“My Life My Choice” is not for Christians

Let me start by introducing the term “progressive Christianity” that encourages the “My life, my choice (as long as I’m not hurting anybody)” principle.

Modernism and post-modernism has contributed a lot in the creation of the term “progressive Christianity”. Through the neo years, humanity has come to accept a lot of new things, which some has overthrown the old things. And one is “progressive Christianity” that tries to overpower the message of the gospel, encouraging us to live not the way Jesus wants us to.

This idea look so appealing that many Christians cannot differentiate it from true Christianity that Jesus preached. [If you want to know about progressive Christianity, read here.] And here is a warning to watch out for those who preaches and encourages this ideology, because I believe that the enemy uses this to swerve, not only Christians, but also those who are trying to seek God, away from the truth.

Here, I will talk about one dangerous idea about progressive Christianity. It is the belief that focuses more on being morally right than sharing the saving grace that Jesus brought us through the cross. Let me share important points that serve as reminders as we follow and believe the true message of Jesus. (They’re my own personal lessons, too, so I hope we grow together.)

1. Once we decide to follow Jesus, our life is not our own anymore.

I’ve heard the statement, “It’s my life, my choice, as long as I’m not hurting anyone, then I’m doing the right thing,” countless times. Or at least I’ve read them a lot on social media. At one glance, this looks to true and good for humanity as we try to live in peace with one another. But when we look at it, it’s actually the pride that’s talking. And in this prideful idea, we’re being selfish, self-centered, and self-reliant, believing that we know what’s best for us.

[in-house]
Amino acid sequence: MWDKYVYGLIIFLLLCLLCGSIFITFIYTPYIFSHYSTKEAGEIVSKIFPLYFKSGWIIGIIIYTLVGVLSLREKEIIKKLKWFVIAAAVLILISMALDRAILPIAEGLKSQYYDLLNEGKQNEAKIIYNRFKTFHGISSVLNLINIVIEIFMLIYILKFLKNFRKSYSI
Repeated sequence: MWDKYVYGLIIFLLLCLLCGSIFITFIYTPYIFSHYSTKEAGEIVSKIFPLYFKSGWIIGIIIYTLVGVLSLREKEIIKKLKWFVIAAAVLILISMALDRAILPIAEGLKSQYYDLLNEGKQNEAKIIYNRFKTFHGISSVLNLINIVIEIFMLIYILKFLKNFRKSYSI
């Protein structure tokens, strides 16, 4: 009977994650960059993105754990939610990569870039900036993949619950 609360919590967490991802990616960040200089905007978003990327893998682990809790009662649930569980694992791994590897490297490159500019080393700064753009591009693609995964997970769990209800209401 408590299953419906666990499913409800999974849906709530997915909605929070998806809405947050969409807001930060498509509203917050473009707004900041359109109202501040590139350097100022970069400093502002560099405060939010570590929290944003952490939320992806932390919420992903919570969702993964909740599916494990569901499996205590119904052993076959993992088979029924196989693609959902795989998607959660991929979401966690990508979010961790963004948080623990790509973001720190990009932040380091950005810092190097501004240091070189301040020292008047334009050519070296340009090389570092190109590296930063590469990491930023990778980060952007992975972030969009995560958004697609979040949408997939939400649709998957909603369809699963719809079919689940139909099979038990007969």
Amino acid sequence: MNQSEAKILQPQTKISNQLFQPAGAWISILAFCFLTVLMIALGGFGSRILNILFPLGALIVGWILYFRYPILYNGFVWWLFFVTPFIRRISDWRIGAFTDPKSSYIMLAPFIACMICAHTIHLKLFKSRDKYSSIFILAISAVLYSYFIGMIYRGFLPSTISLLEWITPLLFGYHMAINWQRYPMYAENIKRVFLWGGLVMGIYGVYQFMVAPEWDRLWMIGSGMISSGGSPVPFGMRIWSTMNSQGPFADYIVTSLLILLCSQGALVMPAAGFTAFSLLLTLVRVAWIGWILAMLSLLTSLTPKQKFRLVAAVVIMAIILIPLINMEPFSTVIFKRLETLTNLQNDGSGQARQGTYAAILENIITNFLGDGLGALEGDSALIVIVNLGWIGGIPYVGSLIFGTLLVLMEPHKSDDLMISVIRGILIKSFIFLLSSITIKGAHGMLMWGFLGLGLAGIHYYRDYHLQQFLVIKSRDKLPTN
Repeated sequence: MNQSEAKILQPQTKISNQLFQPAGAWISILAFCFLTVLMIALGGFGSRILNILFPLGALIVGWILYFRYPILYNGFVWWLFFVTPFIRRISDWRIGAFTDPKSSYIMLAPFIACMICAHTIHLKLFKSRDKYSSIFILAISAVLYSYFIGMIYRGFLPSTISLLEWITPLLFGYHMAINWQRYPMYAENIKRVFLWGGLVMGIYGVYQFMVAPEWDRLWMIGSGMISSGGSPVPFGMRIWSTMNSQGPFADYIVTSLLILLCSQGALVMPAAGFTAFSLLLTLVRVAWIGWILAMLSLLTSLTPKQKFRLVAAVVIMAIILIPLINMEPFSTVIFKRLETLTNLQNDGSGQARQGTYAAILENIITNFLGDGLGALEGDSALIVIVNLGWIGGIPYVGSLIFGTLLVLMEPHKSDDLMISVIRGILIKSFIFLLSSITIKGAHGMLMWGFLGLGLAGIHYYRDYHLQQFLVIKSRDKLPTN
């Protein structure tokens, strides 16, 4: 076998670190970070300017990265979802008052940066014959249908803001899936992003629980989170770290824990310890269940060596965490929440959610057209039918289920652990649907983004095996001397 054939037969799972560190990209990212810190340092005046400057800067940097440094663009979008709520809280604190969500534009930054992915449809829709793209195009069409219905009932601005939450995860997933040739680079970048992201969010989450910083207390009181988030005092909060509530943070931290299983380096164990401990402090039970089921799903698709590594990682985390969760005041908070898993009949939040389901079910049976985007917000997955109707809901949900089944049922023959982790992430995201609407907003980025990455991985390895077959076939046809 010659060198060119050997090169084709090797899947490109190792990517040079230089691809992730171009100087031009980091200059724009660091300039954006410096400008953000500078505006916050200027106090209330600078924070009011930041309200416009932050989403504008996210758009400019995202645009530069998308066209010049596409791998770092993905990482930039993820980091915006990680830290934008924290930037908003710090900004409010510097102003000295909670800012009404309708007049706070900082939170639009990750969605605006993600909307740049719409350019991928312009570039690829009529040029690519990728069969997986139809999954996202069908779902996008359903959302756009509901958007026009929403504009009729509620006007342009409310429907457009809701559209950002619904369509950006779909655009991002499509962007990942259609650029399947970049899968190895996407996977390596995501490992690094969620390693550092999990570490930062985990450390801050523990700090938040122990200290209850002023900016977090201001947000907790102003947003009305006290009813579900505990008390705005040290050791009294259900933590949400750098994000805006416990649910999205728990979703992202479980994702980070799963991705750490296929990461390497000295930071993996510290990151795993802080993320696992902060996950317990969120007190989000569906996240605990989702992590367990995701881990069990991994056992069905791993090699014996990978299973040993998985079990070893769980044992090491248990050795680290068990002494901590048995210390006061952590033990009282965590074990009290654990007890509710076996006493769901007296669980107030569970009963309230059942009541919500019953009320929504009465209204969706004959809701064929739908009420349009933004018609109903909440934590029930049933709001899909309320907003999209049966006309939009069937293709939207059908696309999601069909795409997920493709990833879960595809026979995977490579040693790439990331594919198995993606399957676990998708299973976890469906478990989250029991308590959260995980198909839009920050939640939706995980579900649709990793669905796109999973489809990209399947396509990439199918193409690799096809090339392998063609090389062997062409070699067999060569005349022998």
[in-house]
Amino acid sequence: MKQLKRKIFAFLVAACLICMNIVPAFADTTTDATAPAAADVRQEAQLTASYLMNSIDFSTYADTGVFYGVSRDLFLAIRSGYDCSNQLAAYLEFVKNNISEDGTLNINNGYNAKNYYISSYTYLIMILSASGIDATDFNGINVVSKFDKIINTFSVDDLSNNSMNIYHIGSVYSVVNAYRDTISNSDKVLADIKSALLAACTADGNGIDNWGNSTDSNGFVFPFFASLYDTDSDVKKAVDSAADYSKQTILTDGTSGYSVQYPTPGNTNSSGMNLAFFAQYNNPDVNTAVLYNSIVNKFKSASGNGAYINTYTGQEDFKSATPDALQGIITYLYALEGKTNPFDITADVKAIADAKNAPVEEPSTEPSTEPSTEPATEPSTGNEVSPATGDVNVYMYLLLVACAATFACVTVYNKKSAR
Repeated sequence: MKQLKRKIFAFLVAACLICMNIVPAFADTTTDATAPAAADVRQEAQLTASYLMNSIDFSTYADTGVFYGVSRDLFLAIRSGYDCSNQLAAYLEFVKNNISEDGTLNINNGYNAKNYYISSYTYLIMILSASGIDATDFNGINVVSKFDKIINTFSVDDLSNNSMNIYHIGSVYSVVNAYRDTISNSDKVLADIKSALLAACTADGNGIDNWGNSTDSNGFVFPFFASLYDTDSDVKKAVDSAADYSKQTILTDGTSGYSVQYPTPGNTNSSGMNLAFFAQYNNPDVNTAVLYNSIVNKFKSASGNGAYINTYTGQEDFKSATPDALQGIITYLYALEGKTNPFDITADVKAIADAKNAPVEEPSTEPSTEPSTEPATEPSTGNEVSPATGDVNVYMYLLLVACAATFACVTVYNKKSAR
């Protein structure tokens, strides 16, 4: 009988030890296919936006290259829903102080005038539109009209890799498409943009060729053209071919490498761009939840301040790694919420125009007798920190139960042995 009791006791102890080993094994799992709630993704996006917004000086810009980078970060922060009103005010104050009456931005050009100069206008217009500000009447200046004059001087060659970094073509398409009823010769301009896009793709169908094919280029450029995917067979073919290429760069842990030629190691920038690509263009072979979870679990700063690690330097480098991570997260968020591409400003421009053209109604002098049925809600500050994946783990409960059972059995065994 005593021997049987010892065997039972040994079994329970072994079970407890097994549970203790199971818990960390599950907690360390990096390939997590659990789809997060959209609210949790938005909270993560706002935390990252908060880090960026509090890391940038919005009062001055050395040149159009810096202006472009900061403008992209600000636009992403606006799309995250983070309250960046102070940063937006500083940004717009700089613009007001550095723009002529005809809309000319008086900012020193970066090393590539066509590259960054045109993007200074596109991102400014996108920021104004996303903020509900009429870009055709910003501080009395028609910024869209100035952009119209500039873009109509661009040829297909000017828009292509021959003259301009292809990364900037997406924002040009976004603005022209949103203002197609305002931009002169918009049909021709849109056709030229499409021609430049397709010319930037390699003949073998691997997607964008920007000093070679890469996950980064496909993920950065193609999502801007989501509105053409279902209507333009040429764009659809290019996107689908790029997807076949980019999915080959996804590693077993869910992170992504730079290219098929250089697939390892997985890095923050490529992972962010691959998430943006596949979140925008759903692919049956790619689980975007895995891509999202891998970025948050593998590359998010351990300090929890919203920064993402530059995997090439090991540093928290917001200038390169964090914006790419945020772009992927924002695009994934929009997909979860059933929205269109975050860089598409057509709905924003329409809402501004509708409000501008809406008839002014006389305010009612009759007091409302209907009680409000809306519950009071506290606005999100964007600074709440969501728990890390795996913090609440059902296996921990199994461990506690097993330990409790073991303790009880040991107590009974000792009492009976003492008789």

Once we receive Jesus’ saving grace, once we accept Him as our Savior, the other side of the coin is to receive Him as our Lord. That means He rules over us. We are to follow His commands. We submit our lives under His Lordship.

Why do you call me ‘Lord, Lord,’ and not do what I tell you?
Luke 5:46 ESV

Do we have a choice? Yes we do because of free will. But following Jesus constitutes us making Him Lord over every aspect in our lives, thus choosing to deny ourselves and follow His will.

And chances are, when we follow our own will, we’re still hurting a couple of people—Jesus and ourselves.

2. It’s hard to build relationships when we avoid hurting people.

We try to live in harmony by not minding other’s business, as long as we’re not hurting them. But that actually promotes individuality alone. We shy away from rebuking people when their decisions would lead them to their own destructions just because we don’t want to hurt their feelings. However, when we don’t say anything, we’re not really being “kind”. We’re just being likeable.